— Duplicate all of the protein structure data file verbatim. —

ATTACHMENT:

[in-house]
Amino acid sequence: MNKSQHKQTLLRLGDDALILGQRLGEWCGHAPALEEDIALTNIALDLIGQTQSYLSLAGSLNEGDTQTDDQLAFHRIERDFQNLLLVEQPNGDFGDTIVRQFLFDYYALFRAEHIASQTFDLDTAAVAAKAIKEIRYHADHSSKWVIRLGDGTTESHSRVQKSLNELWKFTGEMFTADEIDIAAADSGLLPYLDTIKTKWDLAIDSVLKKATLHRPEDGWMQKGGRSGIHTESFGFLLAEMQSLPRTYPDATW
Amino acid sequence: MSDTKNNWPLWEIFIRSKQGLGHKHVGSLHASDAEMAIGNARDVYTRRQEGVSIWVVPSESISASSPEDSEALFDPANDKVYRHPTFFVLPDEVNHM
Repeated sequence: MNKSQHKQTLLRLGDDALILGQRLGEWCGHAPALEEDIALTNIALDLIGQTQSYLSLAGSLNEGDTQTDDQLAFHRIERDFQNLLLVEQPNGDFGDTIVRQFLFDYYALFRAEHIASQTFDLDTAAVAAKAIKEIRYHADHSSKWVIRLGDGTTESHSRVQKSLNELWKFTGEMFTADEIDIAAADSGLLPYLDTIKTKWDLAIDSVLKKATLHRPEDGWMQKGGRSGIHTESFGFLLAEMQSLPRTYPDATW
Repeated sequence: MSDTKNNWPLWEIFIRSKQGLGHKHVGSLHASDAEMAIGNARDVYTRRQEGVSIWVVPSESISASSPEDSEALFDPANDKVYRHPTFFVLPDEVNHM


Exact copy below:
[in-house]
Amino acid sequence: MNKSQHKQTLLRLGDDALILGQRLGEWCGHAPALEEDIALTNIALDLIGQTQSYLSLAGSLNEGDTQTDDQLAFHRIERDFQNLLLVEQPNGDFGDTIVRQFLFDYYALFRAEHIASQTFDLDTAAVAAKAIKEIRYHADHSSKWVIRLGDGTTESHSRVQKSLNELWKFTGEMFTADEIDIAAADSGLLPYLDTIKTKWDLAIDSVLKKATLHRPEDGWMQKGGRSGIHTESFGFLLAEMQSLPRTYPDATW
Amino acid sequence: MSDTKNNWPLWEIFIRSKQGLGHKHVGSLHASDAEMAIGNARDVYTRRQEGVSIWVVPSESISASSPEDSEALFDPANDKVYRHPTFFVLPDEVNHM
Repeated sequence: MNKSQHKQTLLRLGDDALILGQRLGEWCGHAPALEEDIALTNIALDLIGQTQSYLSLAGSLNEGDTQTDDQLAFHRIERDFQNLLLVEQPNGDFGDTIVRQFLFDYYALFRAEHIASQTFDLDTAAVAAKAIKEIRYHADHSSKWVIRLGDGTTESHSRVQKSLNELWKFTGEMFTADEIDIAAADSGLLPYLDTIKTKWDLAIDSVLKKATLHRPEDGWMQKGGRSGIHTESFGFLLAEMQSLPRTYPDATW
Repeated sequence: MSDTKNNWPLWEIFIRSKQGLGHKHVGSLHASDAEMAIGNARDVYTRRQEGVSIWVVPSESISASSPEDSEALFDPANDKVYRHPTFFVLPDEVNHM